The North American Aviation XB-70 Valkyrie is am immense, exotic and incredibly fast supersonic bomber. Many have never seen the Valkyrie because only two models of the prototype jet were built and used for testing. So what is the history of the XB-70, the world’s fastest supersonic bomber?
Introduced in 1964 the XB-70 was planned as a supersonic bomber as well as a research aircraft. It underwent rigorous testing over a period of five years to ensure that it was suitable for combat missions. Equipped with six engines it had no trouble hitting a top speed of Mach 3 while flying at over 70,000 feet. Those high speeds allowed it to easily outpace enemy fighters and missiles targeting it.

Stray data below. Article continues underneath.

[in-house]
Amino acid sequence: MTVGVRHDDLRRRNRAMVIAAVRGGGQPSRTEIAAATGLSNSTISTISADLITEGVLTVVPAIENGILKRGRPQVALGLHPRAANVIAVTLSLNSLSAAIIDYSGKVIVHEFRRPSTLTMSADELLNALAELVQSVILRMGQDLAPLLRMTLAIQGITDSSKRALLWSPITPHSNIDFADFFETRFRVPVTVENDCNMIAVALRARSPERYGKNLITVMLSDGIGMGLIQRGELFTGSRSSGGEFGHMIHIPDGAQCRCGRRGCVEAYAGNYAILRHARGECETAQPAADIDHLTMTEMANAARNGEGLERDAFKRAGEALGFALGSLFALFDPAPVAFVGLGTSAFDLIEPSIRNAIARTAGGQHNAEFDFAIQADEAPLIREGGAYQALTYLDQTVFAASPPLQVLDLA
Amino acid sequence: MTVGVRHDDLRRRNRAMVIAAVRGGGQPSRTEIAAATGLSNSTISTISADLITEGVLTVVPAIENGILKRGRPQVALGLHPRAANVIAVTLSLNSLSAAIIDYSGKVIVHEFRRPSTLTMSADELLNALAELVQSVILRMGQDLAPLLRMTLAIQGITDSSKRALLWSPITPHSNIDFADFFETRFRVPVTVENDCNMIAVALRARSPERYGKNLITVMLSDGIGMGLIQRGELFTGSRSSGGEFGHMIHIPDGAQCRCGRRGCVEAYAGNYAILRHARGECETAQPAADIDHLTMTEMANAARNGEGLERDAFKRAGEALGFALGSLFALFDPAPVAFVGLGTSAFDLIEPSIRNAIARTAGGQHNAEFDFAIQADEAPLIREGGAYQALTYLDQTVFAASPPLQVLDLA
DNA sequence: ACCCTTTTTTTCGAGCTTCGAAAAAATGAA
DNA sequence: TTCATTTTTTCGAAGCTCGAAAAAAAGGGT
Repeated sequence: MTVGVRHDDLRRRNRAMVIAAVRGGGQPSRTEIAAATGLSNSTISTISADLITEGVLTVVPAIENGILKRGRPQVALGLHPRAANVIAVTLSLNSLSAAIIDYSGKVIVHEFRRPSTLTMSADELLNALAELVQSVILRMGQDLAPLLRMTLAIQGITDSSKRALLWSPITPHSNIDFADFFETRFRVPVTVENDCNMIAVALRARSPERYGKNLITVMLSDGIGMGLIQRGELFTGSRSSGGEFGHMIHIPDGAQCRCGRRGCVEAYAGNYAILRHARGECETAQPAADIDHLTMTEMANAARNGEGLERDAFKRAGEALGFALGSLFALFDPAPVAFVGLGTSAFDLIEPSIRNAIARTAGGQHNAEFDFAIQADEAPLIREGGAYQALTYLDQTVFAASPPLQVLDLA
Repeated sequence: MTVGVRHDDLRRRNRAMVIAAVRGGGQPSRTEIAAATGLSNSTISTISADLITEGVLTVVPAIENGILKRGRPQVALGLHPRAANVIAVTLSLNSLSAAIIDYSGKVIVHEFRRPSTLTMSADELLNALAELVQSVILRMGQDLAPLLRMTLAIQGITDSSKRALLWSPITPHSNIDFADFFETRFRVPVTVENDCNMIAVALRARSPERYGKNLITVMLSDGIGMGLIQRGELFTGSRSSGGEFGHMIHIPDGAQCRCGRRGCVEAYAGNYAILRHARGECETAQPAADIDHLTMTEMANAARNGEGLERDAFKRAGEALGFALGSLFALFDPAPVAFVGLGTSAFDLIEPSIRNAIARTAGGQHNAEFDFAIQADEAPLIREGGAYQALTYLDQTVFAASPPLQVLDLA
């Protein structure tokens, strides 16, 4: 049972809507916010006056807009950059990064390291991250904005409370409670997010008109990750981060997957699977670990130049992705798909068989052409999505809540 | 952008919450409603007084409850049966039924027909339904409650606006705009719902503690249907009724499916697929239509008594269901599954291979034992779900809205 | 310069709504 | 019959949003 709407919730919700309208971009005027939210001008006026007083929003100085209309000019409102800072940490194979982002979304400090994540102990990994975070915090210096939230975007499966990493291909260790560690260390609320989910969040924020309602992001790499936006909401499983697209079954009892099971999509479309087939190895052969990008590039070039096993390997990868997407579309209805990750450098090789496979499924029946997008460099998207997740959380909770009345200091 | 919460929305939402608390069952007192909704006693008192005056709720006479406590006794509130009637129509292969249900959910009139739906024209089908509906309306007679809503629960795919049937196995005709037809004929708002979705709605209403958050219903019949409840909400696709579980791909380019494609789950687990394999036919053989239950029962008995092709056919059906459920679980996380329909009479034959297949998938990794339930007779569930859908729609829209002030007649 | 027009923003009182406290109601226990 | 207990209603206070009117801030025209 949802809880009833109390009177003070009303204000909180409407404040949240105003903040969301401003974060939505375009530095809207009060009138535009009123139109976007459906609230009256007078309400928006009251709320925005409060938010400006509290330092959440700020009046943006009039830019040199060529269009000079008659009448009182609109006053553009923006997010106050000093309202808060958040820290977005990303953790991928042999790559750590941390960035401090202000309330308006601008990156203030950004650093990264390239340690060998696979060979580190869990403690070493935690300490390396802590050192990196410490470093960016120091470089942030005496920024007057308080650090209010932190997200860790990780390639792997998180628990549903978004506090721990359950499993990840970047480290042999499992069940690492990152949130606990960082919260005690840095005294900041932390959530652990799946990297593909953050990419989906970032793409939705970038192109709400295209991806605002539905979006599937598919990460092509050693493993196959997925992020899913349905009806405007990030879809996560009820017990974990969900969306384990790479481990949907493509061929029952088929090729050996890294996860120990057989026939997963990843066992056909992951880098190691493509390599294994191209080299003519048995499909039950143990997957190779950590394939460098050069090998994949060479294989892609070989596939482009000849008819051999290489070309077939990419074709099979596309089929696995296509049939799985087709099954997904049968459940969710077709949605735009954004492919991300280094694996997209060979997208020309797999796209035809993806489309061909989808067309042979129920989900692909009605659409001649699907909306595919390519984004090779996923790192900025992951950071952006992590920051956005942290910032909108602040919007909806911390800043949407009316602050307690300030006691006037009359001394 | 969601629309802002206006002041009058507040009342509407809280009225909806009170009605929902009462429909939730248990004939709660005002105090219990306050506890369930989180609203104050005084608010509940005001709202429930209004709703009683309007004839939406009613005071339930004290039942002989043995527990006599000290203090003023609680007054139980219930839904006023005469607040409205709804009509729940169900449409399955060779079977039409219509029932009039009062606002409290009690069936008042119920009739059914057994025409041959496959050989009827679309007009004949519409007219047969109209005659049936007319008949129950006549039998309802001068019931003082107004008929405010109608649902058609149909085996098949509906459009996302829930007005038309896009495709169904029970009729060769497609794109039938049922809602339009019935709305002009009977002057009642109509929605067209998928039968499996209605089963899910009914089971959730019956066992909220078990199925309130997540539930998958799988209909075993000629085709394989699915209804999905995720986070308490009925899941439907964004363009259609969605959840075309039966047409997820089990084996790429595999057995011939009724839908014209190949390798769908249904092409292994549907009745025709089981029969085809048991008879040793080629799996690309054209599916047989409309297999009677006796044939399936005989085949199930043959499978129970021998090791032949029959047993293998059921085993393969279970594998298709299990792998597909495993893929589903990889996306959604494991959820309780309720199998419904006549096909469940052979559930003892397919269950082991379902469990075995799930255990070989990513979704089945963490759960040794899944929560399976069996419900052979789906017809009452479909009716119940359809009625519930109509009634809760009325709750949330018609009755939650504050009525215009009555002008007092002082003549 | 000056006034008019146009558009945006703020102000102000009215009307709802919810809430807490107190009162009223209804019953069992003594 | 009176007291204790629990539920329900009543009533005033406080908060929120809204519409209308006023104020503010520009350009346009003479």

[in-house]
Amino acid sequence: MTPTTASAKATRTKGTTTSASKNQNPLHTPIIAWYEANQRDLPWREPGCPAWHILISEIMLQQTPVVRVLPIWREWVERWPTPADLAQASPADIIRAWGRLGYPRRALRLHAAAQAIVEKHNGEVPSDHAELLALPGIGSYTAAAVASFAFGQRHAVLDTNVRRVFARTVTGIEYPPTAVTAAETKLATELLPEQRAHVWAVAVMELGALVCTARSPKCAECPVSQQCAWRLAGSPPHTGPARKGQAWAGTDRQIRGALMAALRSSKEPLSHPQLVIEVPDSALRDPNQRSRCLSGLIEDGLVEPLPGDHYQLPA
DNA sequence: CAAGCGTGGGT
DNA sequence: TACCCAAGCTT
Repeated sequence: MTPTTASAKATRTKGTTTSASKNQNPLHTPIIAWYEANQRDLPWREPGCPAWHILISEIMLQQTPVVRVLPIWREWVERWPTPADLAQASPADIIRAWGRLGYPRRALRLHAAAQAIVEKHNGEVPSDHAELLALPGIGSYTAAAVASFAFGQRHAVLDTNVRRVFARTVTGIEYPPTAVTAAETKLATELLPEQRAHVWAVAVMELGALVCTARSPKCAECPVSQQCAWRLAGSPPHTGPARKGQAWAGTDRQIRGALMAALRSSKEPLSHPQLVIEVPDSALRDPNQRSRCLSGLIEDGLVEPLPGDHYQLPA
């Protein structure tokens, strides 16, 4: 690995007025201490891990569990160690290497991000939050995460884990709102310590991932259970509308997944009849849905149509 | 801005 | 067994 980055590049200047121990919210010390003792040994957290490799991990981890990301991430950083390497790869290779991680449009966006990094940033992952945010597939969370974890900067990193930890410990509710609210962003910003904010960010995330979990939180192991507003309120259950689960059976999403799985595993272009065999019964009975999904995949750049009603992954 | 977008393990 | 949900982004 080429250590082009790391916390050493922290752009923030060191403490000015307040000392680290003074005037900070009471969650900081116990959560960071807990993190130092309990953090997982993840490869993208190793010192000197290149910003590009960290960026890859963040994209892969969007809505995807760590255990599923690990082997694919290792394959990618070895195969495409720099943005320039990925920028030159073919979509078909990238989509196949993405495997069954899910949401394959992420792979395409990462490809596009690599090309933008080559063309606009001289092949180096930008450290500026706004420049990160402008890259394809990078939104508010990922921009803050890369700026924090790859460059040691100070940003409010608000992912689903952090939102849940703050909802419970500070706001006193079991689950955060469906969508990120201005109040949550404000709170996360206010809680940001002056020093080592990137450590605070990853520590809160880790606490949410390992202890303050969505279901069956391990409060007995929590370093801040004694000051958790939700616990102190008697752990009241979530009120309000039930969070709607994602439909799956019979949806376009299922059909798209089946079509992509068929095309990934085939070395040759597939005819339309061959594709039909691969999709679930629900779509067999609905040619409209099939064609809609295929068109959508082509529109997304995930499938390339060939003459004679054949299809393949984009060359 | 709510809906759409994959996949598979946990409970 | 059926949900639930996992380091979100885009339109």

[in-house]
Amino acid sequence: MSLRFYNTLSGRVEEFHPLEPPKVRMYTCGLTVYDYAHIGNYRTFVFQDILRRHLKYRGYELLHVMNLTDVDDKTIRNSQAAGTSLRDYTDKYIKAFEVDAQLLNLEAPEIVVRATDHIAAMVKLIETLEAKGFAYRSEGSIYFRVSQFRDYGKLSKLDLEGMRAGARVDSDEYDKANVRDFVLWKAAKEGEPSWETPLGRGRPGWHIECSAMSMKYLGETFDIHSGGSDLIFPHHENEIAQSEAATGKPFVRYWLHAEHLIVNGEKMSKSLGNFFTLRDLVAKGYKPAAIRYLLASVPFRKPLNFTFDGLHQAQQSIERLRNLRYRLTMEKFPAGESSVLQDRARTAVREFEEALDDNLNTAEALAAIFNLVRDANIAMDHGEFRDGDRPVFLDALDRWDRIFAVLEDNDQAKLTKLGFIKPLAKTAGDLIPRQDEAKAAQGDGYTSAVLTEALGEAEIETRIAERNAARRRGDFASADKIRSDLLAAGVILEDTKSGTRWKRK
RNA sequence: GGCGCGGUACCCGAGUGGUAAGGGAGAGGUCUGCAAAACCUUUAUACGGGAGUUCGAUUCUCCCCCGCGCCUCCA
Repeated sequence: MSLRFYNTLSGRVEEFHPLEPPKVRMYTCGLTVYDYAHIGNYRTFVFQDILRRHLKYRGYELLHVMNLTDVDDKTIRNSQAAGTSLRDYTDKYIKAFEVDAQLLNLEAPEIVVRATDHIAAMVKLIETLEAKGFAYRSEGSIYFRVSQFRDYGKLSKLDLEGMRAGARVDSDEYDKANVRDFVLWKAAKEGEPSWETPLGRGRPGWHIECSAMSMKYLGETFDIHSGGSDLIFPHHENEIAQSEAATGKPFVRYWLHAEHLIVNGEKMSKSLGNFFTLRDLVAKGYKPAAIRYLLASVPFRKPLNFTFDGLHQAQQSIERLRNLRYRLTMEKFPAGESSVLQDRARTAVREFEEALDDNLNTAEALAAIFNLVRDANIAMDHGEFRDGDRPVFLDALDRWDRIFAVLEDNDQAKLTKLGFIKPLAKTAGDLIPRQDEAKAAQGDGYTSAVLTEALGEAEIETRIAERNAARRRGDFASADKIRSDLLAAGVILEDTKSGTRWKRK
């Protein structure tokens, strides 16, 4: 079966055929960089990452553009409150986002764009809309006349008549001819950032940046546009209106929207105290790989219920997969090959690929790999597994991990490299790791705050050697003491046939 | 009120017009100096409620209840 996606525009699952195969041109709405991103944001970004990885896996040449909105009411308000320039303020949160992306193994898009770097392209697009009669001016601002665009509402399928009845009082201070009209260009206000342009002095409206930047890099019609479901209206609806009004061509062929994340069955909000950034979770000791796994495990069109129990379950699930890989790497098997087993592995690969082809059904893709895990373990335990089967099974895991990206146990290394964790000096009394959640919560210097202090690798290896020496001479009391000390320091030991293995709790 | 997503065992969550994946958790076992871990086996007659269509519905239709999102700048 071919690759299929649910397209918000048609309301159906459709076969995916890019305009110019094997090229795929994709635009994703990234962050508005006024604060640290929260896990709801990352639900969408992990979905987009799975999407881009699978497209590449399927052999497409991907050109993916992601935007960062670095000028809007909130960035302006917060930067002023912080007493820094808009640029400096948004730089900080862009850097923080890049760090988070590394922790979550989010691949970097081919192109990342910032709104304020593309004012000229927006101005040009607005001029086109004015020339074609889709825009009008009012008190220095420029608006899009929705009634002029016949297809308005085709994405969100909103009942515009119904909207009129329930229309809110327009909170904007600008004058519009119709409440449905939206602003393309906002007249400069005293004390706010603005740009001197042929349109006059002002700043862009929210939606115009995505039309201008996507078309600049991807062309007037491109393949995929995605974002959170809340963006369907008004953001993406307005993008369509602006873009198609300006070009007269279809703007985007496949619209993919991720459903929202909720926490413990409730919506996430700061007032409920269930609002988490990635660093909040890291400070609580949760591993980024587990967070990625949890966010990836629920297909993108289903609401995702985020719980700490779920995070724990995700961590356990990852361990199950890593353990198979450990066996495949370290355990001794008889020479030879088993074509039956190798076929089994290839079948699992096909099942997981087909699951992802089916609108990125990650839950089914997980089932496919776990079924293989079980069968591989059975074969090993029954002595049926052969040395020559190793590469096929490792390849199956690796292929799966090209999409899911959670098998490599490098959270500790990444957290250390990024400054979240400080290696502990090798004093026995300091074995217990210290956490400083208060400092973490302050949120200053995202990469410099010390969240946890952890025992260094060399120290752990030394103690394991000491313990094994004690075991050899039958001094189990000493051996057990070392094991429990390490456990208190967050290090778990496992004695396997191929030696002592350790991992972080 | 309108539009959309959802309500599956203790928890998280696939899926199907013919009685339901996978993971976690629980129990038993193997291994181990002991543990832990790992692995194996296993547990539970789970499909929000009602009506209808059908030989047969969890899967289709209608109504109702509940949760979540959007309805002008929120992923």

The development program of the XB-70 was a success but it was not without accidents. On June 8th, 1966 during a promotional photo shoot an F-104 underestimated its distance from the Valkyrie and crashed into its wing. Unfortunately, the XB-70 program was canceled in 1969 and the only remaining model remained in storage.
There is some good news, Jeff Duford the curator of the National Museum of the U.S. Air Force has successfully moved the only remaining Valkyrie into a public display. Take a look at this video showing the rich history of the XB-70 and its exciting test footage.